Cineworld’s scaling back began in June, with the dissolution of the Cineplex acquisition, a move that set off a legal dispute between the two chains. Cineworld’s attention was simultaneously drawn to the reopening effort, with CEO Mooky Greidinger being among the loudest voices asking for clarity on reopening guidelines from government officials. That reopening effort was paused in October, following MGM/UA’s decision to further push the release of No Time to Die to 2021. At the time, the lack of a concrete reopening plan in important markets like New York and L.A., along with the instability in the theatrical release schedule, led the circuit to again shut down most of its locations in the U.K. and U.S. until further notice.
Cineworld and Regal locations were still closed as 2021 got under way. Perhaps most notably, Cineworld is the only major circuit with a leading U.S. presence to have not committed to terms with studios that have announced a reduced theatrical exclusivity window.
Warner Bros. Shatters the Window
The goodwill that Warner Bros. earned from exhibitors in its commitment to release Christopher Nolan’s Tenet was tested when the studio decided to release Wonder Woman 1984 simultaneously for home streaming on Christmas Day. In regular circumstances, the move would have been met with strong opposition from the exhibition community––but in this specific case, with this specific studio, the decision was met with muted understanding. Cinemas had suffered from a dearth of high-profile titles since Tenet’sSeptember release; Wonder Woman 1984 would hit screens desperate for content at a critical time. As the studio had already suffered a significant financial loss on Tenet, few could blame Warner for hedging its losses on the superhero sequel.
Whatever goodwill was left after that, however, was gone once WarnerMedia CEO Jason Kilar dropped a bombshell announcement: Warner Bros. would release its entire 17-film slate day-and-date on its streaming service, HBO Max, at no additional cost to subscribers throughout 2021. The model treated cinemas as a secondary distribution channel, their traditional exclusivity period pushed to a full month after a film’s streaming debut.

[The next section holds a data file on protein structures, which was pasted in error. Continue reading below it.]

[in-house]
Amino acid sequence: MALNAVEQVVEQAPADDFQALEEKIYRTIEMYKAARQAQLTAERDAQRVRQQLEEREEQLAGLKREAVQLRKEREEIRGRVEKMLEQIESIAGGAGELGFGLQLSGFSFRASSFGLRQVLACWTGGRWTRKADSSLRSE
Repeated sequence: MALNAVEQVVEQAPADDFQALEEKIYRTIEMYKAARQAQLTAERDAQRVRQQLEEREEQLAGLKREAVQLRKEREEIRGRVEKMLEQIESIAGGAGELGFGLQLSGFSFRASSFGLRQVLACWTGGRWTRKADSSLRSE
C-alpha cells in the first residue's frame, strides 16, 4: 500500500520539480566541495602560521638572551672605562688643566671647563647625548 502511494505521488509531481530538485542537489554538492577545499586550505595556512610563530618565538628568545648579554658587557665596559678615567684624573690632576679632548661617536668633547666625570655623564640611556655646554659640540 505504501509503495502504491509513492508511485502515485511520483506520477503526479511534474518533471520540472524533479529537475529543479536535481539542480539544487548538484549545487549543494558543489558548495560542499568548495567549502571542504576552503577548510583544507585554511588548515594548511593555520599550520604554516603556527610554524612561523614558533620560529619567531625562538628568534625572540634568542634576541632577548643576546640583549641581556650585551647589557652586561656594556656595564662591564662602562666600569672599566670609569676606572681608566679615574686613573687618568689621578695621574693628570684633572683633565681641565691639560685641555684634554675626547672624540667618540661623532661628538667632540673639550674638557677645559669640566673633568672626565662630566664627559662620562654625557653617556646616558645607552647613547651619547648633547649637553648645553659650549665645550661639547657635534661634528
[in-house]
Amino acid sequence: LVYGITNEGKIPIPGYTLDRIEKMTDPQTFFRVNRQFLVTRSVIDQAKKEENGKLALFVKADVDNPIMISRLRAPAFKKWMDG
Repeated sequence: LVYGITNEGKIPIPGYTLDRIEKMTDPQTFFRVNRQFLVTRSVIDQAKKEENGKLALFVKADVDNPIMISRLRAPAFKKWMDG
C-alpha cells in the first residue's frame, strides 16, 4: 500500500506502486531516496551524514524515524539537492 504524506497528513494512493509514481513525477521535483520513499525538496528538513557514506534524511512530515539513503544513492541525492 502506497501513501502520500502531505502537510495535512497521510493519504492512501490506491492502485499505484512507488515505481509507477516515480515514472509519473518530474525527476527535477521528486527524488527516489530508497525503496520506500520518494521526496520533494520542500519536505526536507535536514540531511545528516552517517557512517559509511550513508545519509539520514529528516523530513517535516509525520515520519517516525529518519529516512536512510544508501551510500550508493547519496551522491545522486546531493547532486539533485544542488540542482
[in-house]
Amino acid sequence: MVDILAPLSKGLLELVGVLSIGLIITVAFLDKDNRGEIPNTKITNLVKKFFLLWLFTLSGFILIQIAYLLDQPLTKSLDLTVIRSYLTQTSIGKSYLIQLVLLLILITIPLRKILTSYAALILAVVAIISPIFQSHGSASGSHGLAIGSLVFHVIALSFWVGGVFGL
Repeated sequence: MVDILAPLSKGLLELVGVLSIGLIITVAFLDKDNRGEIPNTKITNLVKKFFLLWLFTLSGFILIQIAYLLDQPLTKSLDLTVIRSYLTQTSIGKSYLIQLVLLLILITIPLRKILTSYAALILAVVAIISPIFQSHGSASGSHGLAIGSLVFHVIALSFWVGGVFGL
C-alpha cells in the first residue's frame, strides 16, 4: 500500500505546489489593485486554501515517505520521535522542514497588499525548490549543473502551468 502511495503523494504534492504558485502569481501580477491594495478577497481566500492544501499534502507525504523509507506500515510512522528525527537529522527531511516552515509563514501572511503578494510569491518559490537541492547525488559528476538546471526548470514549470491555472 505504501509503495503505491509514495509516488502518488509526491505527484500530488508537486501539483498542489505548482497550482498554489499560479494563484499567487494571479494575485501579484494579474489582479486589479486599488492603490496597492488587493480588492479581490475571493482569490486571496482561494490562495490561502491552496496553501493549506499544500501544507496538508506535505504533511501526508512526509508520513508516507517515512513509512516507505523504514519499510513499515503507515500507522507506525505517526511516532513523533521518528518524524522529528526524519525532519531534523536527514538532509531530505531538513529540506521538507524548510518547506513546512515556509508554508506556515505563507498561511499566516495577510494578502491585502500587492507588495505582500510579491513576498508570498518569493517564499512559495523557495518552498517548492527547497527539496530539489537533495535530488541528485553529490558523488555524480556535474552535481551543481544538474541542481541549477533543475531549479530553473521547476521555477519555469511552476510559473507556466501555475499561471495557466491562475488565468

The fallout was swift. Filmmakers Christopher Nolan and Denis Villeneuve excoriated the decision publicly. “There is absolutely no love for cinema, nor for the audience here,” Villeneuve told Variety. In unilaterally breaking theatrical exclusivity, Warner Bros. found itself in a unique position: facing the ire of dismayed exhibitors while simultaneously being the only major studio to commit to a theatrical release calendar for all its major titles.
Save Your Cinema
As weeks turned into months, it became increasingly evident that movie theaters around the world were facing an existential crisis. Several key foreign markets, whose countries had done a better job managing the pandemic, successfully leveraged local films to take the place of Hollywood titles in welcoming audiences back to the cinema. The United States, however, had no such advantage. Contending with a barren release schedule, some exhibitors voluntarily re-closed some or all of their locations––the cost of staying open incurring greater losses than going dark. Come December, the industry was nearing irrevocable damage. Without government support, NATO president and CEO John Fithian estimated that as many as two-thirds of the movie theaters in the United States could go out of business.
NATO’s role in the pandemic was concentrated on two principal projects: the launch of CinemaSafe in September and an ongoing effort to secure government aid for movie theaters. The public-facing side of the campaign, Save Your Cinema, coordinated over 365,000 letters of support to all 535 members of Congress. The effort culminated with the inclusion of small and mid-size movie theaters in the larger Save Our Stages Act, giving eligible theaters a slice of $15 billion in government funding dedicated to event venues. The bill’s passage in the waning days of 2020 provided a crucial economic lifeline for cinemas, as they entered an uncertain 2021.